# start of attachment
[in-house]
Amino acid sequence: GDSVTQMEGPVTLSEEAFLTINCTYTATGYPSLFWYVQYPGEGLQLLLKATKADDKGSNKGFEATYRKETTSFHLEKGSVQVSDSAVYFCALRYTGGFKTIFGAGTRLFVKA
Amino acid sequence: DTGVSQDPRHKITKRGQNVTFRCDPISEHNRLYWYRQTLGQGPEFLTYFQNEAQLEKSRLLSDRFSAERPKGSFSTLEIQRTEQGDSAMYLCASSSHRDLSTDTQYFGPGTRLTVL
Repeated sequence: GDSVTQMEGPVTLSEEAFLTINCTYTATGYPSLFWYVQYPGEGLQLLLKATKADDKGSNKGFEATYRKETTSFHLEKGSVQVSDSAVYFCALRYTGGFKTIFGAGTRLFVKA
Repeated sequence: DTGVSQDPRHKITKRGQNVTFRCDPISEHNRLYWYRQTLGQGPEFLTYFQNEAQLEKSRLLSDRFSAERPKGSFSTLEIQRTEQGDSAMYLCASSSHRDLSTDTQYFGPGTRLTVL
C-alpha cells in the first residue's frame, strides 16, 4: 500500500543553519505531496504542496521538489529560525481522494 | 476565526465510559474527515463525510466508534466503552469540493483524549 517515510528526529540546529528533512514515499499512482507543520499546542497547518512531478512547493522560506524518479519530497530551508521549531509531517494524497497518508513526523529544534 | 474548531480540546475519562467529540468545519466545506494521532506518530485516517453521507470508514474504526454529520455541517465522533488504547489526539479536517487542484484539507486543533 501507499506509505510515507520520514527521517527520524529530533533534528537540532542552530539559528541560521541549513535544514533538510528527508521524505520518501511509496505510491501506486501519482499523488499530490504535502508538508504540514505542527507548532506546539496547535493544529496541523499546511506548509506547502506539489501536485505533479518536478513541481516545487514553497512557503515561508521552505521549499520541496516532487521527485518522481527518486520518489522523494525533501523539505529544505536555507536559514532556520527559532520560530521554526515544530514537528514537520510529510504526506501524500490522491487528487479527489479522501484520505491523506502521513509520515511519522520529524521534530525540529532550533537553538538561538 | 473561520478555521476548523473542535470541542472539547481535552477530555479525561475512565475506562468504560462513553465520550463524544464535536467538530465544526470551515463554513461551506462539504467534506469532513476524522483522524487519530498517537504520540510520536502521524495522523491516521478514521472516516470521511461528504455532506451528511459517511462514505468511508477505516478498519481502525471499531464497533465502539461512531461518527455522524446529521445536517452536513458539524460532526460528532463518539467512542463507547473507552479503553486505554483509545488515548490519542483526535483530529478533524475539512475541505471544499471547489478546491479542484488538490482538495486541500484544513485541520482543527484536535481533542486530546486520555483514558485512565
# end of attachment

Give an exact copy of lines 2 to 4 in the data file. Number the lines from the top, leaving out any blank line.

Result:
Amino acid sequence: GDSVTQMEGPVTLSEEAFLTINCTYTATGYPSLFWYVQYPGEGLQLLLKATKADDKGSNKGFEATYRKETTSFHLEKGSVQVSDSAVYFCALRYTGGFKTIFGAGTRLFVKA
Amino acid sequence: DTGVSQDPRHKITKRGQNVTFRCDPISEHNRLYWYRQTLGQGPEFLTYFQNEAQLEKSRLLSDRFSAERPKGSFSTLEIQRTEQGDSAMYLCASSSHRDLSTDTQYFGPGTRLTVL
Repeated sequence: GDSVTQMEGPVTLSEEAFLTINCTYTATGYPSLFWYVQYPGEGLQLLLKATKADDKGSNKGFEATYRKETTSFHLEKGSVQVSDSAVYFCALRYTGGFKTIFGAGTRLFVKA